Validate email and suggest corrections. Steps:
- check the domain syntactically - just a rough, quick-check
- look up the MX record for the domain, fail if it doesn't exist
- communciate with the SMTP server on the MX-server to determine if the mailbox exists
- if the SMTP server responds ambiguously, optiontionally, invoke fallbackValidator - useful to call an external, premium validation service
Always returns a results-object regardless of what happens, example output:
message: 'details about what happend'
npm install art-email-validator
&ArtEmailValidatorvalidateEmailemail: "foobar@gmailcom" # email to checksmtpHost: "my.domain.com" # your domain, the same every callthen# Example output:results =valid: false # possibly invalidinvalid: true # definitly invaliddidYouMean: "email@example.com" # suggested fixmessage: "Domain was not valid." # developer-friendly info
&ArtEmailValidatorvalidateEmail optionsthen# NOTE: &ArtEmailValidator means: require('art-email-validator')
email<string>(required) the email address to check
smtpFrom<string>(required OR smtpHost) the smtpFrom-address to tell the email server [default: email]
smtpHost<string>(required OR smtpFrom) the smtpHost to tell the email server [default: the domain of part of: smtpFrom]
timeout<number-milliseconds>(default: 1000) number in miliseconds to wait before timing out when checking mailbox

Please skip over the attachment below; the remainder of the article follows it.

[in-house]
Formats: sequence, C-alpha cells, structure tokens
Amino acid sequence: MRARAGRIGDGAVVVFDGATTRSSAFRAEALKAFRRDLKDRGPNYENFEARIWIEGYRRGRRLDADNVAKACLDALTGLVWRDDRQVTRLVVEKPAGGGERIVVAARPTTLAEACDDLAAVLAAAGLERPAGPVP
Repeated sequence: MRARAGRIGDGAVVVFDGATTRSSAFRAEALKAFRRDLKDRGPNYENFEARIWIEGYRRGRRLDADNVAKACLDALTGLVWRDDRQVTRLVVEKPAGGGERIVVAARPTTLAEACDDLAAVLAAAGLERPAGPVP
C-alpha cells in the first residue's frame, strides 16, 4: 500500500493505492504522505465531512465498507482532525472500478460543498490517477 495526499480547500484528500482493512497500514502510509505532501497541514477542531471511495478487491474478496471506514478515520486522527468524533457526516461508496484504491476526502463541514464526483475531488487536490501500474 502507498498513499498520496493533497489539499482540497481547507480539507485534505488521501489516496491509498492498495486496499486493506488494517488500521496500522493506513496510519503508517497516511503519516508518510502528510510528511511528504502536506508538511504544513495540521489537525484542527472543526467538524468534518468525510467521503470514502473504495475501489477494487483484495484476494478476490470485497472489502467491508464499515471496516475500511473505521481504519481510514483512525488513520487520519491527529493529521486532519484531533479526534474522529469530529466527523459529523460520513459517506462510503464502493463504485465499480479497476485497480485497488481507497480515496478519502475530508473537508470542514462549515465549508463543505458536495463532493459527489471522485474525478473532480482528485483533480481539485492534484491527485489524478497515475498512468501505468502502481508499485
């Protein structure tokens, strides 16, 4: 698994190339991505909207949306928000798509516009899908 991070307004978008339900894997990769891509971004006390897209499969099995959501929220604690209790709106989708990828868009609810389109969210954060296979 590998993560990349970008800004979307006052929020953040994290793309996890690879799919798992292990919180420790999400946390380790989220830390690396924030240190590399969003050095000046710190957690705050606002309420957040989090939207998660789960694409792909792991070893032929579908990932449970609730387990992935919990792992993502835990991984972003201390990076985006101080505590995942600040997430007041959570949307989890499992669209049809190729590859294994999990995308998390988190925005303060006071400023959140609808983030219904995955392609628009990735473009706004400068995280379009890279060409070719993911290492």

fallbackValidator<(options, results) -> results>Called as the very last step if validateMailbox can't conclusively determine if it is valid. Example: use this to call Mailgun's email validation service.
verbose<bool/number>(default: false) verbose: true ==> basic verbos logging, verbose: >= 2 ==> very verbose logging
valid<bool>'true' means the email is definitly valid
invalid<bool>'true' means email is definitly invalid
didYouMean<string>(optional) suggest a possibly-correct email
message<string>developer-consumable description of what happened
Note, the result is ambiguous if
valid == false, but
invalid != true. This indicates the SMTP server failed to respond in a known way and there was no fallbackValidator.
- Gmail.com ignores dots in email names, and it's a problem. This validator will generally succeed because Gmail.com will report that the mailbox exists. However, if you are using Mailgun, mailgun will refuse to actually send the email if it has extra dots: https://jameshfisher.com/2018/04/07/the-dots-do-matter-how-to-scam-a-gmail-user